Breakthrough Leadership: Prevent Egotism w/ Self-Confidence | #peopleskills

As leaders strive to improve their leadership, they use their self-confidence to guide and sustain them through the learning. Those who believe they need no improvement suffer from egotism; those they lead suffer in it.


Recently one leader asked me: “How do you know if it’s self-confidence or egotism?”



Breakthrough Leadership: Prevent Egotism w/ Self-Confidence Image by:SweetDreamzDesign

Image by: Sweet Dreamz Design via Creative Commons License.


True self-confidence prevents egotism!

  • Self-confidence opens the ears to feedback.

    This provides a steady stream of learning for realignment. Conversely, egotism makes you deaf. It blocks learning and growth.

  • Self-confidence compels you to use your gifts to serve others.

    Egotism demands others applaud your gifts as a sign of your perfection.


  • Self-confidence fuels true humility.

    It propels all to learn from mistakes and equalizes all on human qualities. Meanwhile, egotism dislikes humility and mislabels it as weakness and humiliation.



  • Self-confidence grows out of understanding your purpose in life.

    In leadership, true self-confidence elevates purpose about the personal. Conversely, egotism flourishes in personal needs over purpose.


  • Self-confidence is keenly aware of the reality.

    It handles the surprise ups and downs of reality very well. On the other hand, egotism plants its roots firmly in denial.


  • Self-confidence embraces doubt as a pathway to learning the truth.

    Egotism squashes doubt in the fear it will reveal the truth.


  • Self-confidence finds greatness in differences.

    Self-confidence revels in elevating diverse talents. Egotism judges differences as unworthiness.


  • Self-confidence allows leaders to shine through their teams’ achievements.

    A leader’s egotism nullifies the team’s importance to protect his or her insecurity.




Self-confidence fuels breakthrough leadership. It allows you to overcome weaknesses and status quo for the good of all you lead.

For example, if you are afraid of conflict yet confident to learn how to overcome your anxiety, you mediate and facilitate with success. If your initial definition of leadership was mostly directive, your self-confidence enables you to engage others’ ideas to meet changing needs of global business.

Egotism, which grounds its power in the status quo, stifles leaders and those they lead. Egotism crushes others to survive the crush of its own insecurity.

Egotism blocks reversal of direction even when it’s clear that the direction is taking business to the cliff. When there is a crisis, egotists are more likely to deny or blame. Self-confident leaders look boldly at the crisis and all its possible causes (including themselves) to solve it and prevent recurrence.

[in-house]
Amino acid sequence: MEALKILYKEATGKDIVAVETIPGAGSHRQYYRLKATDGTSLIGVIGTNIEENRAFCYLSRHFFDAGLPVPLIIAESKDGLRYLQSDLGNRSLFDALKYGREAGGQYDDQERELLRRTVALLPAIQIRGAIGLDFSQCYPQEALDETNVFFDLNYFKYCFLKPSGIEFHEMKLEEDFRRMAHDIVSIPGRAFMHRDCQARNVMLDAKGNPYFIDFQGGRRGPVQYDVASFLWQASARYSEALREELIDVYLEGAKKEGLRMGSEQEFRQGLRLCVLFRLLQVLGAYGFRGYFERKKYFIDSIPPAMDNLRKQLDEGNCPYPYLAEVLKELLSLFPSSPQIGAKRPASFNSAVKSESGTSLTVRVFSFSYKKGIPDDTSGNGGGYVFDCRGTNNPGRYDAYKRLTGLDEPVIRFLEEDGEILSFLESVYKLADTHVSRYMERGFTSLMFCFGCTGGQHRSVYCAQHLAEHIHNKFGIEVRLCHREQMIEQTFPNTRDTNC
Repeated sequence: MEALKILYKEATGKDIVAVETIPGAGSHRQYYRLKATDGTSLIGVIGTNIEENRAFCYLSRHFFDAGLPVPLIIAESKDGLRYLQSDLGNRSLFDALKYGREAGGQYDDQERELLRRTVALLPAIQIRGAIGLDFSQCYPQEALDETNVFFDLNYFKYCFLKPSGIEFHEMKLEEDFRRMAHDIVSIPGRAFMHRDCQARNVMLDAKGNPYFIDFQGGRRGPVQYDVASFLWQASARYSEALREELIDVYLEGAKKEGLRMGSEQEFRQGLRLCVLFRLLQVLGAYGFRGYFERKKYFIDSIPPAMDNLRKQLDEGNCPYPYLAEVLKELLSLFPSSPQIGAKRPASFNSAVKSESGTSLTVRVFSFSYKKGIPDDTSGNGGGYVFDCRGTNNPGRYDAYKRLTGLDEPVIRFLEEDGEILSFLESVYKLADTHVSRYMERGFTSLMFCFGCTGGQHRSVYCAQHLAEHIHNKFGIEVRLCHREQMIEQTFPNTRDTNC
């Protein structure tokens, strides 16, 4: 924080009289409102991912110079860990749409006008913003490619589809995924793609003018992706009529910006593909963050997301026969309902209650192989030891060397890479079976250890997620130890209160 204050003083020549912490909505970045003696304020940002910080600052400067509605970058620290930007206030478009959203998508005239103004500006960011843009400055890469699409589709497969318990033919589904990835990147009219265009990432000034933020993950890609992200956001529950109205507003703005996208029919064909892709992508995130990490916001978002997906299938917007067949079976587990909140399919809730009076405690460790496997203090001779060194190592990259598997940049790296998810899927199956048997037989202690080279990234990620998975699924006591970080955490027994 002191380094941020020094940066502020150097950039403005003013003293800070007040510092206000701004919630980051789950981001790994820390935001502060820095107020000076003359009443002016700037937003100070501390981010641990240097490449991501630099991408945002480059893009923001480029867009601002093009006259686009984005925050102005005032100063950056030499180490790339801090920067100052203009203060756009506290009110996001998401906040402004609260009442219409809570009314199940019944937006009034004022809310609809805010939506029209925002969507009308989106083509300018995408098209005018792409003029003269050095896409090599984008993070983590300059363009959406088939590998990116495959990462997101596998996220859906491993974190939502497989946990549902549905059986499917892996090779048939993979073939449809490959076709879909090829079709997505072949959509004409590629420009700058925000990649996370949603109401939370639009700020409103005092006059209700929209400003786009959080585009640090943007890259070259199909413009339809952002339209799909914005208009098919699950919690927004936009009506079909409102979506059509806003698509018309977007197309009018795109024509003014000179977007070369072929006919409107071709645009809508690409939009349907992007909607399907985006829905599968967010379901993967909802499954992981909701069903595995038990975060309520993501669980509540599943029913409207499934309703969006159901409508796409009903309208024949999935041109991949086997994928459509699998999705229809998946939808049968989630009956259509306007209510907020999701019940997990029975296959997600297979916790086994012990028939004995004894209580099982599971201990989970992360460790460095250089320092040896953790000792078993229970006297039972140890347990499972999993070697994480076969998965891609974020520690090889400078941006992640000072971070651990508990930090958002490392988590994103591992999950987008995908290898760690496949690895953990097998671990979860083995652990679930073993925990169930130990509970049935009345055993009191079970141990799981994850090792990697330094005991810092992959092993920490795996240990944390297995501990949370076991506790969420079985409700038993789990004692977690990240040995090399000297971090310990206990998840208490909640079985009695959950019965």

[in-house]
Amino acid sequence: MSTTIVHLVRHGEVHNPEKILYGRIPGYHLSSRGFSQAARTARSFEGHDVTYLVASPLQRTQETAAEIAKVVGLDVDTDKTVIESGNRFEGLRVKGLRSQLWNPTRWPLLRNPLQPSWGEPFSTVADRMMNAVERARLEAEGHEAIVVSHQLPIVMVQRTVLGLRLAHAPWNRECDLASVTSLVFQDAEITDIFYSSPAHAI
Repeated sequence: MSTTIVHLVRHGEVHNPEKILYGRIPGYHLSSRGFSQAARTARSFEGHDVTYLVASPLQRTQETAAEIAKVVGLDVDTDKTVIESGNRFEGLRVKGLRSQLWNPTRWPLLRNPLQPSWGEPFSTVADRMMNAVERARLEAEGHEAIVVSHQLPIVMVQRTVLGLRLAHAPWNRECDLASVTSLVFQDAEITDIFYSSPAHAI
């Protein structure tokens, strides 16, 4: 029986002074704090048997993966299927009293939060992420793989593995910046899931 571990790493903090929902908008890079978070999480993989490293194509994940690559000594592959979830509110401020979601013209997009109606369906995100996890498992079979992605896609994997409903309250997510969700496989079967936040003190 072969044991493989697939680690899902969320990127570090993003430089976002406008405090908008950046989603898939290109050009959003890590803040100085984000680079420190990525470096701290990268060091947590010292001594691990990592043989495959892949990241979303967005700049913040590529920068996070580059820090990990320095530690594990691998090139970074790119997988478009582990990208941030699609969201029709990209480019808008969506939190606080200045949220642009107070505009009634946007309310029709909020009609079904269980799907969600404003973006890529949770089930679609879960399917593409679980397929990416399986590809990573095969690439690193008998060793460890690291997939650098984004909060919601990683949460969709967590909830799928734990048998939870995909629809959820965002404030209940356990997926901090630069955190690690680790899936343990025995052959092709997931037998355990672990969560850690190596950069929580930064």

If you are open to feedback, welcoming insights, and always assessing your blind spots, you are using your self-confidence for breakthrough leadership. Kudos!


YOUR TURN: What can leaders do to prevent sudden insecurity from becoming egotism?


From my professional experience to your success,
Kate Nasser, The People Skills Coach™

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©2012-2015 Kate Nasser, CAS, Inc. Somerville, NJ. I appreciate your sharing the link to this post on your social streams. However, if you want to re-post or republish the content of this post, please email info@katenasser.com for permission and guidelines. Thank you for respecting intellectual capital.


Kate Nasser, The People Skills Coach™, delivers coaching, consulting, training, and keynotes on leading change, employee engagement, teamwork, and delivering the ultimate customer service. She turns interaction obstacles into interpersonal success. See this site for workshop outlines, keynote footage, and customer results.




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~Kate Nasser, The People Skills Coach™

12 Responses to “Breakthrough Leadership: Prevent Egotism w/ Self-Confidence | #peopleskills”

  1. Kate, I love your distinction between self-confidence and egotism. I’ve also seen how one person thinks something is “confident” and another calls it “arrogant.” I like what you say about true self-confidence fueling humility.

    • Kate Nasser says:

      Many thanks Skip. So pleased you offered your perspective on this.

      Arrogance, too, as you say is often confused with confidence. If we remember to understand others as well as communicate our talents, it minimizes the risk of arrogance.

      A collaborator’s greatness is rarely seen as arrogance.

      Kate

  2. Yes Kate, it is amazing how many people get this one wrong. Not just for themselves, also for others. One of the things I allowed for years to hold me back, people calling me arrogant when I was standing in my full power & brilliance in the moment. When our wings are new and not fully formed we can vacillate back into the safety of our nests. It can take time for some of us to differentiate, when they are speaking from their own fear and weakness VS wanting to give you “feedback.”